and as for the red letter, which she hath stitched so curiously"(61).This is evidence that they were

jealous. Several years later the meaning begins to change. She brings food to the doors of the

poor, nurses the sick, and provides help in times of need. These actions begin to change the

public opinion of the letter "A" and now believe it symbolizes "able" because of the strength that

it took to make it through the humiliation It is clear that this is the first change of the meaning

when Hawthorne states, "Such helpfulness was found in her«that many people refused to

interpret the scarlet "A" by its original signification. They said that it meant Able; so strong was

Hester Prynne, with a woman¶s strength" (177).The symbol changes again at the end to mean

"Awe" and most people now consider it to be a legend " the scarlet letter ceased to be a stigma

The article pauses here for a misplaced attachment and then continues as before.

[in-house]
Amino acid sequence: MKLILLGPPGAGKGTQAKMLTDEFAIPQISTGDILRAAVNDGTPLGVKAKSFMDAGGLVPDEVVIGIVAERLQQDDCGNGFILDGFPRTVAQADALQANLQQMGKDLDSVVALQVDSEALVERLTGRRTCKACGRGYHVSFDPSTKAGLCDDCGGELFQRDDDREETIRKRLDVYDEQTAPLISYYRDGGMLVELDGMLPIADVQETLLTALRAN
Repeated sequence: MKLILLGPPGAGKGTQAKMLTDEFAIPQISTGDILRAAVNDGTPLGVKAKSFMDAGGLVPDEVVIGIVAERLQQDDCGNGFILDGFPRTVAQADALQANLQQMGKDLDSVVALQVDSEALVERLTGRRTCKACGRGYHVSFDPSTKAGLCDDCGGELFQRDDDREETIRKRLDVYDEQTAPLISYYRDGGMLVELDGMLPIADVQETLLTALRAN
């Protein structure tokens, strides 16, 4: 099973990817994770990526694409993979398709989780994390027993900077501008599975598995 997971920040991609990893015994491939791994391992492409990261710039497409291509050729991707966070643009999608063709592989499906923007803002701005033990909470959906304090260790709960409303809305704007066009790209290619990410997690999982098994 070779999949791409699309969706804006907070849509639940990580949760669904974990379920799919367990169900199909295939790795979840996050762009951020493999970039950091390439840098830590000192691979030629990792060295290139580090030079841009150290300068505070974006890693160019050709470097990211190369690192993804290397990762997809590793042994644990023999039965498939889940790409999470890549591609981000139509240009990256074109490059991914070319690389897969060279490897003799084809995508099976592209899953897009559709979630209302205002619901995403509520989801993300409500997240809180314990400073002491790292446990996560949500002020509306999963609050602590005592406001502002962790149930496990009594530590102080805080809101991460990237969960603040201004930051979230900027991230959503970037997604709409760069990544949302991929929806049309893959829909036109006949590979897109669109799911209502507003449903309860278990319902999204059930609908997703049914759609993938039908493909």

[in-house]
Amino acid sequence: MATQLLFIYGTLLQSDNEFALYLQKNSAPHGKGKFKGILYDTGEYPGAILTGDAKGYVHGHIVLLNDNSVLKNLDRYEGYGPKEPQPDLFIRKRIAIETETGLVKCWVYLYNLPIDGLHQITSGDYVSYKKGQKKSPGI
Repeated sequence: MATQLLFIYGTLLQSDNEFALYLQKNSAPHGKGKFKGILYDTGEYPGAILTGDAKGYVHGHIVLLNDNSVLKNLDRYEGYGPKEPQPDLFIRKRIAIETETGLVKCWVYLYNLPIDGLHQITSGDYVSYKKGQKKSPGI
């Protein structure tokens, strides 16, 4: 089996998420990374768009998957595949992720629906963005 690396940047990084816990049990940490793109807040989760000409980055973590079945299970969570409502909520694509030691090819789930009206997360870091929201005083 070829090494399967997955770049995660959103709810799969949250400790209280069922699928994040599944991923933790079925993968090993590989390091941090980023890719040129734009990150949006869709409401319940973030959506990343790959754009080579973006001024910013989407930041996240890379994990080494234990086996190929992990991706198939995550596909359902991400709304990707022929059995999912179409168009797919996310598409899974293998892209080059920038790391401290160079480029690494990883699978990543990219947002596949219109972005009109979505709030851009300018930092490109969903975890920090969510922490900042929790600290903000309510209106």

which attracted the world¶s scorn and bitterness, and became a type of something to be sorrowed

over, and looked upon with awe, and yet with reverence, too"(289). The symbol to Dimmesdale

is completely different. It portrays the guilt in Dimmesdale because he went unpunished and this

guilt makes him weaker throughout the novel, "Mr. Dimmesdale was overcome with a great

horror of mind, as if the universe were gazing at a scarlet token on his naked breast, right over

his heart" (163).

Hester's illegitimate child, Pearl is another symbol throughout the novel. To Hester she is

the living embodiment of the scarlet letter and continually reminds her of the sin she had

committed. Even her name is a symbol that means that she came at a great price. Hester even

dresses pearl like the scarlet letter with bright beautiful colors against the puritan tradition. She is

both a blessing and a curse to Hester, because even though she is the reason that she has to go

through torture she represents the spirit and passion that came from the sin and gives Hester a

reason to live. Pearl is also a symbol for Dimmesdale. Dimmesdale sees Pearl also as a constant